Two HBCUs Partner to Improve Medical Care for an Underserved Region of North Carolina

Fayetteville State University, the oldest public historically Black college and university in North Carolina, and Meharry Medical College, the historically Black academic health science center located in Nashville, Tennessee, have entered into an agreement that will address the need for providing quality medical care and skilled health care professionals in the Fayetteville region.

The partnership between the two HBCUs will address the medical needs of the region by doing the following:

  • Establishing and implementing a 3-plus-3-plus-3 program (three years for pre-med from FSU, three years of medical school at Meharry, and three years of residency in Cumberland County).
  • Establishing and implementing a pre-dental track for students interested in dentistry.
  • Establishing and implementing a rural training track residency training program in the southeast region of North Carolina.

“We are so pleased to be entering into this partnership with Meharry Medical College,” said Peggy Valentine, interim chancellor at Fayetteville State University. “Working with an institution of Meharry’s caliber to produce highly qualified medical professionals will be mutually beneficial not only to FSU but also to the people of Cumberland County. We know that this part of the state needs more physicians and dentists of color to serve residents who are disproportionately affected by health disparities. FSU is glad to be doing its part in addressing this critical need.”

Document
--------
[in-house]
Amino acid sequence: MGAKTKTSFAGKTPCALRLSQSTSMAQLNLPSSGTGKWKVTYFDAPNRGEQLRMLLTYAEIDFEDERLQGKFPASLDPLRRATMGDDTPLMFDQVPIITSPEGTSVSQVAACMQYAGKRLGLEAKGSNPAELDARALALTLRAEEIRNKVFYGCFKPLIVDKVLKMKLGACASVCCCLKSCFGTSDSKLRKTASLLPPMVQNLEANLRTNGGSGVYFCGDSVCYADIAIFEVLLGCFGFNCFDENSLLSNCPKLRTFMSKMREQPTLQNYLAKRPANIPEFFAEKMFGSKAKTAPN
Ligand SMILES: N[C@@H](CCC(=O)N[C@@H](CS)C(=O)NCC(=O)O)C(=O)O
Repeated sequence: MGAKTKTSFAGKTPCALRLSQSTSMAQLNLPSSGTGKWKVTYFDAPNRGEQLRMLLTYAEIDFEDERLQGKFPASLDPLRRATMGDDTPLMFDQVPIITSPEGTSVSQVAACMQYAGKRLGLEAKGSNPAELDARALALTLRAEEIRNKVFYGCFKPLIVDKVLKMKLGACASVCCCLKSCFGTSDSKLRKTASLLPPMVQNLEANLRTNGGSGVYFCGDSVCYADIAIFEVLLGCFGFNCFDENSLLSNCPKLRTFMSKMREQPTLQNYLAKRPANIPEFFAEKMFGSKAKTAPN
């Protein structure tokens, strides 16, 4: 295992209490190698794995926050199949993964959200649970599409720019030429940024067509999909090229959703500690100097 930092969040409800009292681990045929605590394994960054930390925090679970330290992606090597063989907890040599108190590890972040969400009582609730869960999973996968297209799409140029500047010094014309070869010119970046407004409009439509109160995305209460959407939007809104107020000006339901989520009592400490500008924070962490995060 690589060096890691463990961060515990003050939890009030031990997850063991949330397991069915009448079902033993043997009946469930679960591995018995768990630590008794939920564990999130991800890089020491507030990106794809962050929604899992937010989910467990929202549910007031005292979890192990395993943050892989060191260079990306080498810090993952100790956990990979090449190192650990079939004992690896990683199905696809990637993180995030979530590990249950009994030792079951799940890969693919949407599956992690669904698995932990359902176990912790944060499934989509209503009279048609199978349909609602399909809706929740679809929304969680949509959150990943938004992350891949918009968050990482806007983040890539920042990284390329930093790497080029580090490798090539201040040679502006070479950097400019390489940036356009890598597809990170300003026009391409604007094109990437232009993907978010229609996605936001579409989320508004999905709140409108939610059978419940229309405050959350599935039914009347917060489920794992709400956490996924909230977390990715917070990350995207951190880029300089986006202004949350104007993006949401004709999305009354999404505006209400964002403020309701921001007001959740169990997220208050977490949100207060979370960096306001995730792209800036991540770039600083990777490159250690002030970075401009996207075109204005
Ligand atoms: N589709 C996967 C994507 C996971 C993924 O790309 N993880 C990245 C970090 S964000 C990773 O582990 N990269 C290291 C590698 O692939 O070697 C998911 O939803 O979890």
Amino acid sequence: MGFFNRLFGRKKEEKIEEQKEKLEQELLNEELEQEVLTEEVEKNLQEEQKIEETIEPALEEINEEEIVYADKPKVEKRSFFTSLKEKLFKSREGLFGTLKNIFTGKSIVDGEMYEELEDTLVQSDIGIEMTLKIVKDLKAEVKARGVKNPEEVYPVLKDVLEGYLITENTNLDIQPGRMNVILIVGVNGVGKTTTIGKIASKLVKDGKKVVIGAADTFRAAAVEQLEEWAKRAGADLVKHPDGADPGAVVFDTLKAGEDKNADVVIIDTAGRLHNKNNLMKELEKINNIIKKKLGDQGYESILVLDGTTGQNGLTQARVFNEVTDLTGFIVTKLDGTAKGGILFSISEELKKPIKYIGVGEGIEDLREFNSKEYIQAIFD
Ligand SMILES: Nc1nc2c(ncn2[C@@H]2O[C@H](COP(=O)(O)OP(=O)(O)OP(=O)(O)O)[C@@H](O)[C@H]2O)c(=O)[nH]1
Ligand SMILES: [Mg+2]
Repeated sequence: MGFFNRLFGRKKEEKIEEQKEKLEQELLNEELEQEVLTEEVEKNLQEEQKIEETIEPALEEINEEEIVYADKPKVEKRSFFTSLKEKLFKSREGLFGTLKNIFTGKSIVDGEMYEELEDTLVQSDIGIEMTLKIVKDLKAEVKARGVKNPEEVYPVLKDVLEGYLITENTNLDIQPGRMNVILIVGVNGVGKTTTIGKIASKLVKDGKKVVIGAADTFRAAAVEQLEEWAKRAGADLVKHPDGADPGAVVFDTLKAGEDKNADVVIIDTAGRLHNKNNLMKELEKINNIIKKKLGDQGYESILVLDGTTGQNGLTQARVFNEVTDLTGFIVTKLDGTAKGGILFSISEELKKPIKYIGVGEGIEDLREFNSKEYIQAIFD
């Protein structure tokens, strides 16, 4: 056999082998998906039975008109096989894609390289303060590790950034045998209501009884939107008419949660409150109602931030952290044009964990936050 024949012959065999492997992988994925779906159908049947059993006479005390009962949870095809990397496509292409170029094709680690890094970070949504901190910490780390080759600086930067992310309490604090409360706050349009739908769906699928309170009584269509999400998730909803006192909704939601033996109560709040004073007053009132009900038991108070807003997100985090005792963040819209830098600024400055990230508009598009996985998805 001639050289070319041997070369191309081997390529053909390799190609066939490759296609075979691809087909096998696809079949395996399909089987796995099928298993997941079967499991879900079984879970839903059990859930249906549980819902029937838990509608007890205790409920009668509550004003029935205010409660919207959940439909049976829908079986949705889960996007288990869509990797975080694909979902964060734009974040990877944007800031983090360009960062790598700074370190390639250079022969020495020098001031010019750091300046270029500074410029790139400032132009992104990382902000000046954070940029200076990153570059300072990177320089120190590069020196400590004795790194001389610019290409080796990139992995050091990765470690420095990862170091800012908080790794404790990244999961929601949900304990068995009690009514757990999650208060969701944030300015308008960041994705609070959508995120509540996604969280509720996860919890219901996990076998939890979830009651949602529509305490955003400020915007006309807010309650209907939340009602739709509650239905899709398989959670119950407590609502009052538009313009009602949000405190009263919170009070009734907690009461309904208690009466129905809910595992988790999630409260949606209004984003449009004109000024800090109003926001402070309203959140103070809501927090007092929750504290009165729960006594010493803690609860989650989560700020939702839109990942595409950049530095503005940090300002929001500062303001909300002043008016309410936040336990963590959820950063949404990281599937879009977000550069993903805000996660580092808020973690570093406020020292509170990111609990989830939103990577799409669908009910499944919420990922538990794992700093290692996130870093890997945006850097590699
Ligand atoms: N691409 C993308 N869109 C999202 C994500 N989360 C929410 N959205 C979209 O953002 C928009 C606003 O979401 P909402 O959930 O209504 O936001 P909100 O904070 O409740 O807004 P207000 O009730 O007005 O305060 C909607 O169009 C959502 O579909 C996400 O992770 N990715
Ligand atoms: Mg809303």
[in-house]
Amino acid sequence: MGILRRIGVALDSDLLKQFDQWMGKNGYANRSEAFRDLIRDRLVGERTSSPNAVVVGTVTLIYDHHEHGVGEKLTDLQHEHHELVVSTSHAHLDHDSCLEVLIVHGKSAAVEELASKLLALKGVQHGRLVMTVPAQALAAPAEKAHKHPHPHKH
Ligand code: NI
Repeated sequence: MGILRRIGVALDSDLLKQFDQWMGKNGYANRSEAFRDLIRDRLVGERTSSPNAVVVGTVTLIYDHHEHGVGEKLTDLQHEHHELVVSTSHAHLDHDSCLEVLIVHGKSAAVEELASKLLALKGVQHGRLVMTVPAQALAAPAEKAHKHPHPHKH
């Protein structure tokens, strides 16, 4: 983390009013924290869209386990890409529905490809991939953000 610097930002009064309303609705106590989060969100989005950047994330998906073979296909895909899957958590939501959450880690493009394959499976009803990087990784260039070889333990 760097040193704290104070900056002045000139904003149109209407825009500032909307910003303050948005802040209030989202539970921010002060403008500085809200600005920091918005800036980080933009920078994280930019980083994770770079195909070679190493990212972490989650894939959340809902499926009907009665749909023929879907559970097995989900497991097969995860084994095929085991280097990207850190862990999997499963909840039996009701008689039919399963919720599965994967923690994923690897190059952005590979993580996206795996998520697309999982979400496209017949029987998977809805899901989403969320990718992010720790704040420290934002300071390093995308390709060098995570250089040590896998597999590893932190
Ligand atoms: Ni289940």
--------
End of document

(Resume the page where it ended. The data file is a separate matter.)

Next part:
Related Articles

Leave a Reply

Get the JBHE Weekly Bulletin

Receive our weekly email newsletter delivered to your inbox

Latest News

American Students Studying Abroad in Sub-Saharan Africa

In the 2021-22 academic year, there were 4,614 American students who studied at universities in sub-Saharan Africa. This is about one tenth of the number of students from sub-Saharan Africa studying at U.S. universities.

Marcus L. Thompson Named the Thirteenth President of Jackson State University

Dr. Thompson has more than 20 years of leadership experience in early childhood, K-12 education, and higher education. He has been serving as the deputy commissioner and chief administrative officer of the Mississippi Institutions of Higher Learning, where for over a decade he has been responsible for overseeing IHL staff.

U.S. Public Schools Remain Separate and Unequal

Approximately 522,400 students, or 1 percent of overall student enrollment, attended public schools where fewer than half of the teachers met all state certification requirements. Of the students attending those schools, 66 percent were Black and Latino students.

Deborah Dyett Desir Is the New President of the American College of Rheumatology

Dr. Desir has more than three decades of experience in clinical medicine. In 1993, she started a rheumatology private practice in Hamden, Connecticut. In 2019, Dr. Desir joined the Yale School of Medicine faculty.

Featured Jobs